Sandra Simó

It isn’t bad at all, but also isn’t very great - it’s merely pretty good. Sandra has a nice voice, the chorus is fairly rousing, the verses are a bit ballady - it just all around competently executed.

Austria - Venedig im Regen

Performed by
Thomas Forstner

The key change at the end is extremely unnecessary and annoys me every time I hear it (I have no idea why this one annoys me more than a lot of other key changes), but it’s otherwise not that bad, definitely not deserving of nul points. But I’ll admit that it isn’t particularly interesting either (and also sung in German, which the juries tend to dislike).

Luxembourg - Un baiser volé

Performed by
Sarah Bray

On the other hand, this is a less interesting ballad sung in French, which the juries like, so it scored higher than Austria.

Sweden - Fångad av en stormvind

Performed by

And finally, we have what might be the most controversial winner and my opinion on it is… that… I… love it! Yes, I think this was a completely deserved winner. I made a post some time ago that a key change after a bridge is one of my favourite song tropes and I stand by it, something about it makes every neuron in my brain dance around. It’s extremely memorable and perfectly represents the schlager genre and Swedish music. I also have to give huge props to the backing dancers since it must be difficult to dance in formal wear.

There was a technical fault that caused her to not be heard by the audience in the hall, but didn’t affect the broadcast, so she didn’t have to perform again. You can also see her look at the conductor in confusion when that happens, but she carries on regardless.

France - C’est le dernier qui a parlé qui a raison

Performed by

And here’s another outstanding performance and oh my god how will I ever choose a winner. Carola was energetic, but this is more introspective and mysterious. I absolutely love the atmosphere Amina creates while she performs the song. And I also love the wordless singing she does, but that’s something I generally tend to enjoy. Honestly, it’s hard for me to say what part of this appeals to me exactly, there isn’t one specific element I can point to and say “a-ha, that’s the best part”. It’s simply a well-rounded, harmonious package where every part comes together to boost every other part.

Turkey - İki Dakika

Performed by
Can Uğurluer, İzel Çeliköz and Reyhan Karaca

Oh my god, Toto, just stop for a second. The title is pronounced pretty much how it’s written.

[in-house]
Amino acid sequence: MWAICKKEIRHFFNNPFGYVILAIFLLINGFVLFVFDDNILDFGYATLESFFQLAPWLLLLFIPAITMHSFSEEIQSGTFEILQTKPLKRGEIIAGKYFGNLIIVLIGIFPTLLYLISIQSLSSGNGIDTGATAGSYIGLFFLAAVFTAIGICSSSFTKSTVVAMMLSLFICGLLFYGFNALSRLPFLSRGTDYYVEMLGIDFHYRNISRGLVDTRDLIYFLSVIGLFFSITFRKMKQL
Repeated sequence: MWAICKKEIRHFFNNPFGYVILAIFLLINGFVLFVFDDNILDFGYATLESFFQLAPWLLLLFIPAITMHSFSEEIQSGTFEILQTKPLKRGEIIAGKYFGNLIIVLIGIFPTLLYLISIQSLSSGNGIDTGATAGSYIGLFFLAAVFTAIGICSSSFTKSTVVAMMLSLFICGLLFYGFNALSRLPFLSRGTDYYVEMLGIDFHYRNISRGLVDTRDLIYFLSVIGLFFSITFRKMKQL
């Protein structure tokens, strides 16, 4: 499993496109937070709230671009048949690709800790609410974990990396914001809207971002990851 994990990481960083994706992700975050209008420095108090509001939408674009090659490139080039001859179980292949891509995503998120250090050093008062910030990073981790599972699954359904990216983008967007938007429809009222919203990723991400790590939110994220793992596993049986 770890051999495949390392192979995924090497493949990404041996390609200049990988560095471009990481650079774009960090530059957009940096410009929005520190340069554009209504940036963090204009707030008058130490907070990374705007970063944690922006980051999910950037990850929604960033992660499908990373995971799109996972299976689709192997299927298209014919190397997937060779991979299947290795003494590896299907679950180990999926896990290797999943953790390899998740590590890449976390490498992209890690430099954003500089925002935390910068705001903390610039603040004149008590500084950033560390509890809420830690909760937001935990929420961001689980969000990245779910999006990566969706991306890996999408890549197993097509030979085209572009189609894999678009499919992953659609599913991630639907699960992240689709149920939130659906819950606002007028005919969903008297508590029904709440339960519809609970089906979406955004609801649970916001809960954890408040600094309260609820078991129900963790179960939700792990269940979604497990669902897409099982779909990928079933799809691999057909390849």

Anyway, this reminds me of Sonntag from 1982 a lot. And I don’t mean that they’ve plagiarised it, but it’s still a very similar melody (the only difference being that this is about 1000x better). It’s a flashy, upbeat, Nordic-ish pop song with a hook everyone can sing and remember. If it wasn’t sung in Turkish, I could easily believe that this came from Denmark.

Ireland - Could It Be That I’m in Love

Performed by
Kim Jackson

I feel bad picking on Ireland in almost every one of my reviews, but I just can’t with them. This is just so dull and uninteresting - both lyrically and musically. And her vocal performance sounds very strained too.

Portugal - Lusitana paixão

Performed by

Despite being about fado, this isn’t a fado song. Instead, it’s a fairly average power ballad (though it has a nice harmonica). The vocal performance is certainly outstanding, though I can’t say I find it particularly appealing to me - besides the parts with the harmonica, which I’ve already mentioned. And I’m glad that this scored well, Portugal has always been criminally underrated.

Denmark - Lige der hvor hjertet slår

Performed by
Anders Frandsen

This was, well, not exactly robbed, but it definitely deserved better. There’s something warm and cozy about this song and his performance (plus I’m a bit of a sucker for piano ballads - as I’ve mentioned countless times before). To be honest, I’ve been slowly getting tired of upbeat Nordic dance songs anyway (granted, I’ve worn out a lot of them by listening to them on repeat), so this is a nice change of pace.

Norway - Mrs. Thompson

Performed by
Just 4 Fun

This is the only time Norway has selected a song internally (because the quality of the submissions wasn’t good enough according to NRK) and it’s kinda baffling that they went with this. It certainly isn’t bad - it’s actually quite fun and upbeat, but it isn’t good either. And the poor orchestration doesn’t help either, the studio version is much nicer. But even if the orchestra was perfect, the performance is a bit of a mess, especially the part where they start to “oooh-woooah”. Mostly it just confuses me that this was an internal selection - especially since they rejected an entry that would come second a couple years later (but more on that when we get to it).

Israel - Kan

Performed by
Duo Datz

Now here’s an entry with a great sense of build up (and build up is something I love in music). It’s noticeably calmer than a lot of Israeli entries up to this point, but that doesn’t mean it lacks energy. It still follows the same Israeli dance formula fans (and me) are so fond of, just in a more subdued way. And I don’t know about others, but I definitely prefer it this way.

Finland - Hullu yö

Performed by

Aw yeah, this is really nice. It sounds very characteristically Finnish and I really like the contrast between the slow verses and the more upbeat chorus. The transition is a bit abrupt, but not in an off-putting way. I also really like the electric guitar all throughout the song, it makes this into a very lovely rock ballad. And the outro is pretty well-executed as well, I like that it doesn’t just end abruptly.